Arduino Levitation

Here’s the proof that Arduino is a tool for serious prototyping and not just a toy. [Norbert Požár] built a magnetic levitation device that combines an Arduino with an electromagnetic driver circuit and a magnetic field sensing circuit. Unlike other other levitation setups that use optical sensing, this implementation uses a hall effect sensor on the electromagnet to maintain the distance between it, and the permanent magnet it is holding in midair. Check out the embedded video after the break and browse through the overview page so see how pleasing it is to do away with a frame around the floating object. This makes us wonder if it could be inverted in a way similar to that magnetic scale.

[via Dangerous Prototypes]

11 thoughts on “Arduino Levitation

  1. ok i have a question…
    just how far can you make the gap on these levetron things :)

    sigh wish i had the room for a goof off bench to setup things i’m not fixing :p

    i’m wating for some one to take the plunge and make a large LCD tv stand out of one of these things.

    it would need a backup power supply and a safe fail but would look sweet just floating there.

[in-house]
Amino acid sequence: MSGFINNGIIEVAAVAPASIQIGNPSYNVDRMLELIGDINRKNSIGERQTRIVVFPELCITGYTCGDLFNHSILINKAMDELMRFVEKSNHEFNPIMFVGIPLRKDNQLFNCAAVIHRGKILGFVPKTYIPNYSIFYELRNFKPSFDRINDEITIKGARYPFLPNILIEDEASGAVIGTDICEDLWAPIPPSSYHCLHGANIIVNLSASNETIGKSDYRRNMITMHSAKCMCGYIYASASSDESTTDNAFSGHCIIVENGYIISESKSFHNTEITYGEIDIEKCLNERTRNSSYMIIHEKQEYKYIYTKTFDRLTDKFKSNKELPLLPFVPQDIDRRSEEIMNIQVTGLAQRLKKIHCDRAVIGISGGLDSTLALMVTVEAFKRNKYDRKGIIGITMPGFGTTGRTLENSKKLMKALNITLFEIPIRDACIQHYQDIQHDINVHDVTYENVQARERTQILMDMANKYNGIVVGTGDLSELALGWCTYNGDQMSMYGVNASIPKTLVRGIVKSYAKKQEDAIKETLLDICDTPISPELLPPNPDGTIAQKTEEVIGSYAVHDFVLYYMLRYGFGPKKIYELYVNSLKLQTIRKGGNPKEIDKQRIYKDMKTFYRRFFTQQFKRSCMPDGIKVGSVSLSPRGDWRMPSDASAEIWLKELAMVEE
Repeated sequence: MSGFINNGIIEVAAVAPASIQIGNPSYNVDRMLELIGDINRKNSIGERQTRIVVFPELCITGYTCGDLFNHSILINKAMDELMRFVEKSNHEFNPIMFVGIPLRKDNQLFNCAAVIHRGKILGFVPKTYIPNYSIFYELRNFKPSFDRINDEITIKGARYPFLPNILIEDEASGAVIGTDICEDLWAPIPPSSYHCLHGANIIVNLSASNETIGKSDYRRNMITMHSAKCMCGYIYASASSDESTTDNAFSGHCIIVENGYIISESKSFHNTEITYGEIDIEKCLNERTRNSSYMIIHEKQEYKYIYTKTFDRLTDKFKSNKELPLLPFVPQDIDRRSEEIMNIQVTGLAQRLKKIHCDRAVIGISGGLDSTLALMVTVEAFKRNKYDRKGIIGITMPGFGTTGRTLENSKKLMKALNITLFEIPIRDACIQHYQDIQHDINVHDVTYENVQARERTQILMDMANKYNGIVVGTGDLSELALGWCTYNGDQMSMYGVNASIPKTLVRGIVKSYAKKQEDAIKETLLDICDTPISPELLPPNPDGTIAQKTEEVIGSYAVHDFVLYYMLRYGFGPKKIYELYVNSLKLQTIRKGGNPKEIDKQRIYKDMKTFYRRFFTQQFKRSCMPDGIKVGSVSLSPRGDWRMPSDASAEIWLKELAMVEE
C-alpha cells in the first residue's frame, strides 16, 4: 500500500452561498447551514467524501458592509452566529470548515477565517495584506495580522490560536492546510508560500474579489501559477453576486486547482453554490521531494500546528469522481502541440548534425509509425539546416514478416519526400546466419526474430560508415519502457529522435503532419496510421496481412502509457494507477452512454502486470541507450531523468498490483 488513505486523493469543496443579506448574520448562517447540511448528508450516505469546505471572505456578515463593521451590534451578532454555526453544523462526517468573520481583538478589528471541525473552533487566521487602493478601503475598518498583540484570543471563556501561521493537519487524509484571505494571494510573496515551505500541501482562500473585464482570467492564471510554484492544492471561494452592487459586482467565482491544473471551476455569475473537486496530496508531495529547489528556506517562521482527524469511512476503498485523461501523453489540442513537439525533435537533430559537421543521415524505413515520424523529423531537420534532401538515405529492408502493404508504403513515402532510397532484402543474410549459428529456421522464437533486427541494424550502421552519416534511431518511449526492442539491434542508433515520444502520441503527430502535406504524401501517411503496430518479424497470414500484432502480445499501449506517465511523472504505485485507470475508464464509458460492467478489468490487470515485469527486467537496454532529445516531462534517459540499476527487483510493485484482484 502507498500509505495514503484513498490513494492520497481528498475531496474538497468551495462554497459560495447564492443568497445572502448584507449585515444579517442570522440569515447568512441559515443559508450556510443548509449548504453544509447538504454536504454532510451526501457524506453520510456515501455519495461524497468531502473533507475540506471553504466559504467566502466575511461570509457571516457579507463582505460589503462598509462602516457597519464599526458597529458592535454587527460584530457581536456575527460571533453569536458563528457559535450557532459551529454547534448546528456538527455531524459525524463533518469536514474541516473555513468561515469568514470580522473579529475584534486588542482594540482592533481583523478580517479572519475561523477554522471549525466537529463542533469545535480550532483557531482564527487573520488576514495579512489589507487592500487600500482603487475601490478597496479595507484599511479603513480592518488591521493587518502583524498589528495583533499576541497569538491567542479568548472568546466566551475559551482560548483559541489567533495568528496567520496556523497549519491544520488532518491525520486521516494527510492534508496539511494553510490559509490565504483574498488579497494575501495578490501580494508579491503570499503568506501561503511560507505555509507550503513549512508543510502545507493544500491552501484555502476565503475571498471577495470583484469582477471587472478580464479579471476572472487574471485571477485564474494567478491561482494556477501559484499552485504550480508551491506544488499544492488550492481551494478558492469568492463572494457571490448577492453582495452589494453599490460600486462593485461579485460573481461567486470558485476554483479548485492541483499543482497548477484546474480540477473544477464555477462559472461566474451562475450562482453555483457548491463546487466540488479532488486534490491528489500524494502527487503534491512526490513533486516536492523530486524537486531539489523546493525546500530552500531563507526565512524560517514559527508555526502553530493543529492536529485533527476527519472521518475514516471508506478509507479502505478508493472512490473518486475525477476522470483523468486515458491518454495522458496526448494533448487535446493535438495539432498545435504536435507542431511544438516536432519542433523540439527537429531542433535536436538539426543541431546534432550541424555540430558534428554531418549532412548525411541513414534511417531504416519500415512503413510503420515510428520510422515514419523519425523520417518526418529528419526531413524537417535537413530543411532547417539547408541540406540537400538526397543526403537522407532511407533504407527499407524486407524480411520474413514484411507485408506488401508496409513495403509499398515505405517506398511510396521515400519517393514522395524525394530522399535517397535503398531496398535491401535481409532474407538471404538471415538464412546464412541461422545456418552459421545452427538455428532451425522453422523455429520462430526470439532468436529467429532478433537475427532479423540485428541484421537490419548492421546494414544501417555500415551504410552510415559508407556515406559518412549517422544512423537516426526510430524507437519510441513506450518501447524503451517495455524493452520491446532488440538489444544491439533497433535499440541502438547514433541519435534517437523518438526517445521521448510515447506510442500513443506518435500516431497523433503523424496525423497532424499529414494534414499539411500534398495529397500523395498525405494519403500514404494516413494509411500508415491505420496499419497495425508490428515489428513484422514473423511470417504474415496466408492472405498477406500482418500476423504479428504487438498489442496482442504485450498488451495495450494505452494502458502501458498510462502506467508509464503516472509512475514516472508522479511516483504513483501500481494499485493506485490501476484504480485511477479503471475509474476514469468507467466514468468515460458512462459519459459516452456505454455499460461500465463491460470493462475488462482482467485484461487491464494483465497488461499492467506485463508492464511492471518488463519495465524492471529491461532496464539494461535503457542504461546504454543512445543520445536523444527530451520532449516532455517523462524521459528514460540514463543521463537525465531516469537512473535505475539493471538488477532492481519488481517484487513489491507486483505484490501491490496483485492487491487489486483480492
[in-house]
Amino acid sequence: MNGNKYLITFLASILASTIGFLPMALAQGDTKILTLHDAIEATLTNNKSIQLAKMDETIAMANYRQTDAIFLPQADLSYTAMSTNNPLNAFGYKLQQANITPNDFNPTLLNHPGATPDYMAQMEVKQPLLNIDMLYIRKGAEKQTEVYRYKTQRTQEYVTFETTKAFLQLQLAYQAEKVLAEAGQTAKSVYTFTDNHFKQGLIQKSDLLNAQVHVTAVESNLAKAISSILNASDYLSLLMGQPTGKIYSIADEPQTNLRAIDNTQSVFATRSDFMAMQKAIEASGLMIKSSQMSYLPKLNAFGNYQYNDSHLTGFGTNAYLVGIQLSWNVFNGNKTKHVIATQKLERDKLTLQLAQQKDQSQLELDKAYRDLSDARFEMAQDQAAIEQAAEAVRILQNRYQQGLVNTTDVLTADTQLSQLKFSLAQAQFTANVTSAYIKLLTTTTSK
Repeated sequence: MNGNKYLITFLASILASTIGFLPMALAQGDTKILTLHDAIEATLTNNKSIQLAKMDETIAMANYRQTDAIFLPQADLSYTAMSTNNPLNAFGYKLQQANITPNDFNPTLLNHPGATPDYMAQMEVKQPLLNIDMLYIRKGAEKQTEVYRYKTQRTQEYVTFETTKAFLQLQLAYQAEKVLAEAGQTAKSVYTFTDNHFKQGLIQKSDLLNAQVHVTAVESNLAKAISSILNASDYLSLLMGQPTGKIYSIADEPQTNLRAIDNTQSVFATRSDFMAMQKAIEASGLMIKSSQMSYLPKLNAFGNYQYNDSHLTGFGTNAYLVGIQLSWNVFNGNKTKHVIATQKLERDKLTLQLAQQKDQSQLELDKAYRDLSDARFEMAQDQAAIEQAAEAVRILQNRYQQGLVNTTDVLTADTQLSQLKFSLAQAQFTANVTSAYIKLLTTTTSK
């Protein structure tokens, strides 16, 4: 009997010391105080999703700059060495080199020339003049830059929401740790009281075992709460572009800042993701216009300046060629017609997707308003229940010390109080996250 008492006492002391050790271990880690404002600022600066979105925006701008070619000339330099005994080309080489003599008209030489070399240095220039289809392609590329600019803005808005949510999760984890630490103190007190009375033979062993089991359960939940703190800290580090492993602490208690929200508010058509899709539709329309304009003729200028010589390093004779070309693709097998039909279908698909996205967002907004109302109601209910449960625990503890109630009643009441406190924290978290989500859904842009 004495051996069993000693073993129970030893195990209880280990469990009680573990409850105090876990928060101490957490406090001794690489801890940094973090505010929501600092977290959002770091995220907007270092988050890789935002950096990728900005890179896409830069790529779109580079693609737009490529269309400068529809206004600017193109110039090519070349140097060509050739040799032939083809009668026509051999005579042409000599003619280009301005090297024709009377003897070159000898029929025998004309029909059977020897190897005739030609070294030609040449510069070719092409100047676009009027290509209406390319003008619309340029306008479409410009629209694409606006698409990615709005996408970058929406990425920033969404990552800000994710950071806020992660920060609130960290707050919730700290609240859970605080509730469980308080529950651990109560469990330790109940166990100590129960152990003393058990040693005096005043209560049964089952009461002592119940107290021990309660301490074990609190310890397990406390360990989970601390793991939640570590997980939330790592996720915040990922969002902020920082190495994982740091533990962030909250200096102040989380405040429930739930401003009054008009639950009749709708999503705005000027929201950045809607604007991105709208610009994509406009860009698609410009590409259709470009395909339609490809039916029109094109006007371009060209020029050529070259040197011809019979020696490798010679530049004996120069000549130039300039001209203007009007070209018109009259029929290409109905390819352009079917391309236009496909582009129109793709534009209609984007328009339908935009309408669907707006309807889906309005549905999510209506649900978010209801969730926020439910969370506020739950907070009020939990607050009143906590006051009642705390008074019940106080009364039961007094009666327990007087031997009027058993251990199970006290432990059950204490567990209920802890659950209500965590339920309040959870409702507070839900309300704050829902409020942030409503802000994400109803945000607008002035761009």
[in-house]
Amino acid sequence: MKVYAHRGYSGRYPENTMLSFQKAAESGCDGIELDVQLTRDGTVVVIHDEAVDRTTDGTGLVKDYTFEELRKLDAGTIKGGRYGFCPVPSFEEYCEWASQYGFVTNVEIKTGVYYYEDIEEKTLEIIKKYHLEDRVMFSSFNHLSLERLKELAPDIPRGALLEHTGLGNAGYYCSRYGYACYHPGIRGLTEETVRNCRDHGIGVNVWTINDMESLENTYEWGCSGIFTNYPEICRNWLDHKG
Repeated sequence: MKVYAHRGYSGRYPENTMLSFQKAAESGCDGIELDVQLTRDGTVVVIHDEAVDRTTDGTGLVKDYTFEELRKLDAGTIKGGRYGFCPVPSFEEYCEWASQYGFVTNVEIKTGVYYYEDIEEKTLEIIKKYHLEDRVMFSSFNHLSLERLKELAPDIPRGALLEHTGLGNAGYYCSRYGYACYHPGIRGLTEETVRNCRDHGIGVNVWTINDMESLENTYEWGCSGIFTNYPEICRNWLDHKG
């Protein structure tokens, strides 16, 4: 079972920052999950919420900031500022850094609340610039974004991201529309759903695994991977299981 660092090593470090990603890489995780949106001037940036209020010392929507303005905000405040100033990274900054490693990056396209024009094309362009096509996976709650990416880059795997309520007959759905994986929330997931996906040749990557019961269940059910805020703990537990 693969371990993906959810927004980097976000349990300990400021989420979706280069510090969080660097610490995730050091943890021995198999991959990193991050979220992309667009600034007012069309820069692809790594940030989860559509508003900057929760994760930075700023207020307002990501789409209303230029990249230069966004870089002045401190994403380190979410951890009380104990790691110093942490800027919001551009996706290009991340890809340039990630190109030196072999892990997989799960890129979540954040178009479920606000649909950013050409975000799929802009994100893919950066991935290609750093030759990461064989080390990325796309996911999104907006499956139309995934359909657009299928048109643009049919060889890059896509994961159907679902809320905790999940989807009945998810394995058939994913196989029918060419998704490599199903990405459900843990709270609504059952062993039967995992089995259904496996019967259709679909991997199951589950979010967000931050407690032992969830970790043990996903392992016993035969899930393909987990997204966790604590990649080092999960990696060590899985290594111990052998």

if you could live with the risk of it crashing to the floor.

  2. Oh gawd, how old is this.

    Pretty cool though.

    “just how far can you make the gap on these levetron things”
    Depends how big your electromagnet is :p

    You could probably levitate a car with one of those scrap metal electromagnets and some beefy control. Now that I want to see…

  3. nevermind the TV. I want it on a chair (something like this).

    chair is on floor you sit in and then levitate. add height control and some rotational control you have the uber-geek chair.

  4. just how far can you make the gap on these levetron things :)

    Magnetism drops in power as a cube (I think?) as the distance drops by a power of two (or linearly)?

    Too lazy to look it up but the further away you get, the size of the magnetic field you need goes up by a whole lot. Same theory applies to things like explosions and sound waves or any electromagnetic wave for that matter (unless it is coherent like a laser or bounces off of things like clouds like AM radio, etc)

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